Mr. Hogan filed an appeal with the Board on December 4, 1997, asserting, inter alia, that his transfer from MW WG-8 to EW WG-8 was a constructive demotion. The demotion arose, Mr. Hogan asserted, because his MW position had been erroneously classified as WG-8 instead of WG-10. Therefore, he reasoned, his later transfer to a WG-8 position was a reduction in grade. The Board dismissed Mr. Hogan's appeal for lack of jurisdiction, on the ground that the Navy had neither corrected the classification of his former position, nor applied a new classification standard to that position. Rather, the Navy had abolished Mr. Hogan's MW WG-8 position in MWR. In its dismissal, the Board reasoned that Mr. Hogan had not been constructively demoted.
Mr. Hogan appeals to this court contending that his transfer was in fact a constructive demotion. He also complains that the Board's administrative judge prejudiced his case by delay and by failure to order the Navy to timely respond to his discovery requests.
Under 5 U.S.C. § 7703(c) (1994), this court affirms decisions of the Board unless they are:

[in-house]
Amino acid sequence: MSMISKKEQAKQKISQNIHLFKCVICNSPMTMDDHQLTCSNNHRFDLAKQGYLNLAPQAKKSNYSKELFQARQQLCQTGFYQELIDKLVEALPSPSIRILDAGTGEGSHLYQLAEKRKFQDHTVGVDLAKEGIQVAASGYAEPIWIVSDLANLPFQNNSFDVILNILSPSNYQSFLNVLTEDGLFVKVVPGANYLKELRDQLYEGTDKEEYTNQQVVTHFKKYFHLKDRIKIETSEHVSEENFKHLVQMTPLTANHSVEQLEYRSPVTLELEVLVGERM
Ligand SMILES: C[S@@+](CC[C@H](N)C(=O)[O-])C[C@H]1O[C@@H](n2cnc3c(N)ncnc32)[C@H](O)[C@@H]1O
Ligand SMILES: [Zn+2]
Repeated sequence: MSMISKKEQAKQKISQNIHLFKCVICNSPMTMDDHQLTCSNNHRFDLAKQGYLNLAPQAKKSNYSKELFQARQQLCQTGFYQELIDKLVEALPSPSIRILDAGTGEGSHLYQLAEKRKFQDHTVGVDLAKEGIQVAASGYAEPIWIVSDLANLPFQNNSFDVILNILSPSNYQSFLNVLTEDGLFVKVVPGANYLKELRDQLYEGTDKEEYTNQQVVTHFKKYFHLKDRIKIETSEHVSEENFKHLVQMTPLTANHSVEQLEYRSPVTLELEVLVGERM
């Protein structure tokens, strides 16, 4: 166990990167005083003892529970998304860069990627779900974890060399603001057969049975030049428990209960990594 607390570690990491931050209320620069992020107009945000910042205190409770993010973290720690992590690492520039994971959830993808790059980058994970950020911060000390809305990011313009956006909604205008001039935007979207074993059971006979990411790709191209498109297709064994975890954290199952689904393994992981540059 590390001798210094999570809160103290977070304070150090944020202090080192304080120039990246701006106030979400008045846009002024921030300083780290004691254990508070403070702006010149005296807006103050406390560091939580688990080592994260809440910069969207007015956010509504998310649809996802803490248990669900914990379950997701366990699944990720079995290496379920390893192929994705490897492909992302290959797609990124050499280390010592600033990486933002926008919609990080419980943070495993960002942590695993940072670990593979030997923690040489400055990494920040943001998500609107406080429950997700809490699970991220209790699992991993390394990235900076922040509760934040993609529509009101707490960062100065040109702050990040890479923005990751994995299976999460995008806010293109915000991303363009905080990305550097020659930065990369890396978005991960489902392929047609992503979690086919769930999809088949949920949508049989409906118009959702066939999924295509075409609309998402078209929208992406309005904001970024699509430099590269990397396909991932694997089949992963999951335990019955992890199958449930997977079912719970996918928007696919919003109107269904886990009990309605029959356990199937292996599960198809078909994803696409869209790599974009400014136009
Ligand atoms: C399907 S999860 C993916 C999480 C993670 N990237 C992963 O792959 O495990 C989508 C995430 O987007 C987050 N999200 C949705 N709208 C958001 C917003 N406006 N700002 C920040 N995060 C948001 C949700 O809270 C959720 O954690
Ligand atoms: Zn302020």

(1) arbitrary, capricious, an abuse of discretion, or otherwise not in accordance with law;
(2) obtained without procedures required by law, rule, or regulation having been followed; or
(3) unsupported by substantial evidence.
Thus, this court “will not overturn an agency decision if it is supported by such relevant evidence as a reasonable mind might accept as adequate to support a conclusion.” Brewer v. United States Postal Serv., 227 Ct.Cl. 276, 647 F.2d 1093, 1096 (1981) (citation omitted) (internal quotation marks omitted).
Mr. Hogan has the burden of establishing the Board's jurisdiction by a preponderance of the evidence. See 5 C.F.R. § 1201.56(a)(2)(i) (1999). See also Van Wersch v. Department of Health & Human Servs., 197 F.3d 1144, 1147 (Fed.Cir.1999). This court reviews questions of the Board's jurisdiction de novo. See King v. Briggs, 83 F.3d 1384, 1387 (Fed.Cir.1996).
Title 5 gives the Board jurisdiction over “reduction in grade” and “reduction in pay” cases. 5 U.S.C. § 7512(3) and (4) (1994). The Board has also assumed jurisdiction
where an employee is reassigned from a position which due to issuance of a new classification standard or correction of classification error is worth a higher grade, the employee meets the legal and qualification requirements for promotion to the higher grade, and where the employee who held that position is permanently reassigned to a position classified at a grade level lower than the grade level to which the employee would otherwise be promoted, then the employee is reduced in grade.